AAUW Alumna Making Strides in Miami’s New UrbanismJuly 24, 2013
It is difficult not to feel inspired when listening to someone speak passionately about what they do. AAUW alumna Elizabeth Plater-Zyberk revealed an infectious drive behind her words as she told us the story of her professional achievements.
Plater-Zyberk was awarded an AAUW Selected Professions Fellowship in 1973. With the help from her scholarship, she went on to complete her master’s degree in architecture from Yale University in 1974. Since then, she has made important contributions to the new urbanism movement and the built environment as a whole. She co-founded two Miami-based architectural firms, Arquitectonica and Duany Plater-Zyberk and Company. After 18 years serving as dean of architecture at the University of Miami, she has recently stepped down, calling her experience there a “tremendously privileged” one.
As a child, Plater-Zyberk found herself fascinated by her architect father’s work; she credits his influence in igniting her early interest in building and design. “I remember the beautiful drawings that he would make, and visiting the sites, and participating in the construction that went on in our house. … It was those early drawing and building experiences that encouraged me.”
Her passion for architecture eventually expanded to encompass a vision of new urbanism, which became the focus of Duany Plater-Zyberk. At first, she explains, new urbanism deviated in approach from the conventional standards for urban housing subdivisions, creating what essentially became “alternatives to suburbia.” Today it “sustains social interdependence by being environmentally responsible, economically sustainable, and enabling people to have a good life without being overly dependent on automobiles and other costly resources.” Plater-Zyberk’s influence on the architectural world and sustainable living has been quite remarkable; her most impactful recent work has been on the project Miami 21, which created a new zoning code for the city of Miami. A likely factor in her success is her ability to view the built environment as a reflection of history, an ability she describes as “appreciating the human effort of our predecessors.”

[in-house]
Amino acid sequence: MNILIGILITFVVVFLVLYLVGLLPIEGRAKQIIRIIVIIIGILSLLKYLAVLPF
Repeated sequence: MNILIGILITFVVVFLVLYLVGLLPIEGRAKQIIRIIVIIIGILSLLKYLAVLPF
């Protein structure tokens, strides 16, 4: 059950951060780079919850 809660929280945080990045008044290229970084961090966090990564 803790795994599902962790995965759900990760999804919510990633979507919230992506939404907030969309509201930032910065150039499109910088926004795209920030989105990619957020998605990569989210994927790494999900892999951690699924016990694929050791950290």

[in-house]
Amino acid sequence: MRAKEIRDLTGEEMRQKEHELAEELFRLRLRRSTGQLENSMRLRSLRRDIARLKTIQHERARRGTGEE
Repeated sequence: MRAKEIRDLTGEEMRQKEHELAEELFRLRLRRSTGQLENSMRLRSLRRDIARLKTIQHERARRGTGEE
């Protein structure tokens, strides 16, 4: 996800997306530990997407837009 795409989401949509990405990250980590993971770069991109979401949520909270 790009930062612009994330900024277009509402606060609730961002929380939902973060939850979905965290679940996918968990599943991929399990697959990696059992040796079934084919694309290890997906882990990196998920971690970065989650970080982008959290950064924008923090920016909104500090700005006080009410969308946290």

Behind all of her accomplishments, Plater-Zyberk graciously emphasizes the importance of AAUW and the impact her scholarship had on her professional endeavors. “[The AAUW fellowship] played a very important role because I had extremely limited resources. … Having the grant for the last year of my professional training at Yale was extremely important, as I might not have kept going if I hadn’t had it.”
As she begins a new leg of her professional career, Plater-Zyberk looks forward to her return to teaching and becoming further involved in projects such as Seven50 — a seven-county, 50-year plan aiming to make communities in southeast Florida more sustainable, more walkable, and more oriented towards the well-being of the people using them. “It’s a big thrill, to think that one can make a contribution to that.”
Her advice to readers and future fellows is to say yes to opportunity:
Looking back, I think of the times I didn’t know where I would be going and of how taking next steps leads you. Sometimes that next step seems to be entering an abyss or a void, and you don’t know exactly where it will take you, but you know it is a next step. My advice is always say yes when an opportunity comes up, even if you don’t know exactly how it will be or where it will lead you. In a sense, AAUW enabled me to do that. I’m grateful for AAUW and for the woman, the administrator, who introduced me to the opportunity of the scholarship.
This post was written by Fellowships and Grants Intern Emily Carroll.